Getting a reporter to act on or publish your press release can be a bit tricky so I’ve put together ‘7 Simple Ways to Stop Your Press Release From Ending Up in the Trash’
Here they are:
1. People read differently when they’re reading for fun or to locate key information – they tend to scan rather than read. Complicated concepts and sentences will break the reader’s train of thought and they become frustrated. A press release should be easy to read, but never talk “down” to the audience or be condescending. If the copy addresses complex ideas, theories and data, write it in a manner that makes it understandable to the layperson.
2. Avoid technical words or jargon in a press release, unless it’s being written for a technical audience (engineers, physicians, attorneys, etc.) or those familiar with the subject. If a specialized term must be used that the average person wouldn’t know, provide a short explanation.
3. Press releases and articles are written in the third person. The use of “I” “You” and “We” (in the first person) is unprofessional and doesn’t command the same level of respect. Blogs can be written in the first person, but keep the use of “I”, “We” and “You” to a minimum.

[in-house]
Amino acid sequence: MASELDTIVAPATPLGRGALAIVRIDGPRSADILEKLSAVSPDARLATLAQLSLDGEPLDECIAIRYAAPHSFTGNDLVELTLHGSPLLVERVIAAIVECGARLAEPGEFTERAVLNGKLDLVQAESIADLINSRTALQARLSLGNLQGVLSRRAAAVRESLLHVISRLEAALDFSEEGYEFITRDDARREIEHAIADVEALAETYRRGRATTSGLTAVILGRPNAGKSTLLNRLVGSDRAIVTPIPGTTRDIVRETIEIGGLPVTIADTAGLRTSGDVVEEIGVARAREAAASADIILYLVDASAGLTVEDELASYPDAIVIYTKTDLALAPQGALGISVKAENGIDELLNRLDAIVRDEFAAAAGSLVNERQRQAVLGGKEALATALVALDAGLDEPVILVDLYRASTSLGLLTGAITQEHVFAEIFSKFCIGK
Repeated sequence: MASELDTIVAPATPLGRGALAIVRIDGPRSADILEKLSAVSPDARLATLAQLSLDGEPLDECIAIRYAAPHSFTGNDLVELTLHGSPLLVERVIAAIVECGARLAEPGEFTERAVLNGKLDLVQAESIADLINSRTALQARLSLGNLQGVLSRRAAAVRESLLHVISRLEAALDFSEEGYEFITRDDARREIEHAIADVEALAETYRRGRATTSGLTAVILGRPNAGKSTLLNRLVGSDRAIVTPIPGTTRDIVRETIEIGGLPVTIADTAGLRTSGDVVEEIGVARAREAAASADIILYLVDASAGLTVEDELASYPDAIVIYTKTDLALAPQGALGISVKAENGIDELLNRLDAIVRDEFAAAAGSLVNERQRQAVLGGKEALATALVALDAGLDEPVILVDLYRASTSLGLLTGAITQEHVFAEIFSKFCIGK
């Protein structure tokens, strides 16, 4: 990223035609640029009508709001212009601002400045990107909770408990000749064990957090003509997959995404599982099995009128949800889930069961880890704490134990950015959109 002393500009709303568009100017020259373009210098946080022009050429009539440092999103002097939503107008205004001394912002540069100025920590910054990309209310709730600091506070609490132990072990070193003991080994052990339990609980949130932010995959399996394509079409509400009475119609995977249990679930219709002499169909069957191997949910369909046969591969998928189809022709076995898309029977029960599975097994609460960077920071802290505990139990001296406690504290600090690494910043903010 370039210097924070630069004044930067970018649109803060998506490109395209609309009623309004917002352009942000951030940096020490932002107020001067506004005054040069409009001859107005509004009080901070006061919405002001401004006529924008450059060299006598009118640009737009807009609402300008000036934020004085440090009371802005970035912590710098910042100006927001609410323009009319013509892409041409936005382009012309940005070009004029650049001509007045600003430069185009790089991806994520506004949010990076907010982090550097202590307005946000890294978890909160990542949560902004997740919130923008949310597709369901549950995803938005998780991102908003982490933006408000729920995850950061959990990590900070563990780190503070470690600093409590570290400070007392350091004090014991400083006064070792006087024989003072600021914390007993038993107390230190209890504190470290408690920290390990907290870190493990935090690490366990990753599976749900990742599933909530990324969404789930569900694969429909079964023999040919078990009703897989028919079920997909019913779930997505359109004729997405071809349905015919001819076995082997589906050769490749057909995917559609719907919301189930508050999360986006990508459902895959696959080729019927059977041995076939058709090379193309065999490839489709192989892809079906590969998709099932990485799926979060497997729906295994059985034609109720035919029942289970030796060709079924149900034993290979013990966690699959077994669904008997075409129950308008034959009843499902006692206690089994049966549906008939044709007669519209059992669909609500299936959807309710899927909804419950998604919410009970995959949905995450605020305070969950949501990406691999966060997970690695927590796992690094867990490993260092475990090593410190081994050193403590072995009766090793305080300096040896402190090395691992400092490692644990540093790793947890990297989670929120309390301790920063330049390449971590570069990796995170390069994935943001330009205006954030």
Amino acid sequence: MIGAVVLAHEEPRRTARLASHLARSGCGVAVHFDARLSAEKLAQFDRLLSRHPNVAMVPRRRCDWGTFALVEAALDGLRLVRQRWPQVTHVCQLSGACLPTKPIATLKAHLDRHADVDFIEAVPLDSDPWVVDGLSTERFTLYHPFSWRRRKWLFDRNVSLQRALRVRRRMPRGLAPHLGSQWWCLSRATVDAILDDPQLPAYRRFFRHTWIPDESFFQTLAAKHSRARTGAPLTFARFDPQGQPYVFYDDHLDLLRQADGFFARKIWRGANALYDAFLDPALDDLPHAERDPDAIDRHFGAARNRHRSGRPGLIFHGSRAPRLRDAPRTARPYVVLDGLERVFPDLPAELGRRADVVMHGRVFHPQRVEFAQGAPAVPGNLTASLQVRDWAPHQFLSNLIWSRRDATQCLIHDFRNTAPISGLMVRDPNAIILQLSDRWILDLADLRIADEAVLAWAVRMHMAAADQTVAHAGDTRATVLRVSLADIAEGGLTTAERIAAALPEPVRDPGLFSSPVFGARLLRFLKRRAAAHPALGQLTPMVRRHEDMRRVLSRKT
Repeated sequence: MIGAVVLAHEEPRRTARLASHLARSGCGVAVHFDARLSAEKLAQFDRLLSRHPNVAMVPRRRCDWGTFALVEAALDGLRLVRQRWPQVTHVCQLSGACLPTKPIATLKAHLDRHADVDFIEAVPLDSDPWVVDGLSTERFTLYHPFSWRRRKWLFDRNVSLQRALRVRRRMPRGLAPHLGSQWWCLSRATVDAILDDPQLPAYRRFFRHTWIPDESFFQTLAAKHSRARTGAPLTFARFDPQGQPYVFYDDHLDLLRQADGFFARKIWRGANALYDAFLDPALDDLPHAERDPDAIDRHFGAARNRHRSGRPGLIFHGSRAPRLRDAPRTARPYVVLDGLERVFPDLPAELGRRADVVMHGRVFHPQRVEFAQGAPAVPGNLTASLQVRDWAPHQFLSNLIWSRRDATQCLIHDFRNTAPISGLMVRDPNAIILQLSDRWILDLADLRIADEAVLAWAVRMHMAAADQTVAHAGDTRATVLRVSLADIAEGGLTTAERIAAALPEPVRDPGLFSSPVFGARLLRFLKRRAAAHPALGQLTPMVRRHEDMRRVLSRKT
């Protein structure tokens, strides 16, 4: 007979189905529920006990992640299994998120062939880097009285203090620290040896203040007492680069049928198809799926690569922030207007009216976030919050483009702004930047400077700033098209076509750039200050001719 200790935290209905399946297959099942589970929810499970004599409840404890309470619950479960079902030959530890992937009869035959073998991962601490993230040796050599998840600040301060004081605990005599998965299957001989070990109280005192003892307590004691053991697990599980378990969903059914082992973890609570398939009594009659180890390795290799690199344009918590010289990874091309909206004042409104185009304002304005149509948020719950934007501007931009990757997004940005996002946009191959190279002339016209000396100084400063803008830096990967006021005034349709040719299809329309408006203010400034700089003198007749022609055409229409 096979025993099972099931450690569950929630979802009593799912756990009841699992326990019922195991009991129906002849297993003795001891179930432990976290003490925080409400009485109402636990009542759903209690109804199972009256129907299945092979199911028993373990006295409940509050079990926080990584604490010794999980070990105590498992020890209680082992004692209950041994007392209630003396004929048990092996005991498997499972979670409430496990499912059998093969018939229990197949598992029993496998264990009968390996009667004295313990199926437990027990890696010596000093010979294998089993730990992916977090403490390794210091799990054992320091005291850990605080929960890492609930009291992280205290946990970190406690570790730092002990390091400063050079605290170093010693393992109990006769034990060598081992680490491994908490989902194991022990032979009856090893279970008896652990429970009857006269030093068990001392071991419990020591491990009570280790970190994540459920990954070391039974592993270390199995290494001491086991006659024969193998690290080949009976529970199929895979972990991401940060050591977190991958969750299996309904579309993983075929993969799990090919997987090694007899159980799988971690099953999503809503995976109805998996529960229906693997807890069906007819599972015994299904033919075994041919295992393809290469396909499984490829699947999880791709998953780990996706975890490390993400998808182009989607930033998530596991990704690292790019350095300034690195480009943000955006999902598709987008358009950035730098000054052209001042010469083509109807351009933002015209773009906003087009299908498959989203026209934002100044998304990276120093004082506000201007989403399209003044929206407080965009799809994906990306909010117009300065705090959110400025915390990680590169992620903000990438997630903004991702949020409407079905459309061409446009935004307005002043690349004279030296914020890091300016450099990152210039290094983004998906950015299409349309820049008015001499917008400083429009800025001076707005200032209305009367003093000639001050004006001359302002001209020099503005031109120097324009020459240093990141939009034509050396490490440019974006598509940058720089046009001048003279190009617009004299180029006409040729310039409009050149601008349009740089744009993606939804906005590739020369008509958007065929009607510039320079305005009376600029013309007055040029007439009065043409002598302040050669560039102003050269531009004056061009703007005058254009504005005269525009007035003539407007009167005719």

4. Always include who, what, when, where and why in press releases. If the release is for a special event, include the full date and time (for example: Sunday, May 10, 2014, from 8 a.m.-5 p.m.).
5. Every press release should have at least one quote, though two is better. The quote should refer to the person making the quote by first and last name and official title within the company (founder, owner, director or manager) if he/she hasn’t already been mentioned in the first paragraph.
6. After the individual named in the press release is introduced with first and last name and official title, they are always referred to throughout the rest of the release by their last name only. For example: Smith’s innovative new technique is changing the face of laser surgery.
7. When writing a press release, stick to the facts and don’t make claims that can’t be substantiated. Press releases provide newsworthy information about a product, event, service, company, etc. They should run between 350-500 words.
The key to writing a great press release is to think like the reader.
Your press release should be able to keep the reader’s interest.
Put yourself in the reader’s shoes. Before sending out your press release, ask yourself:
“Would I want to read my press release?”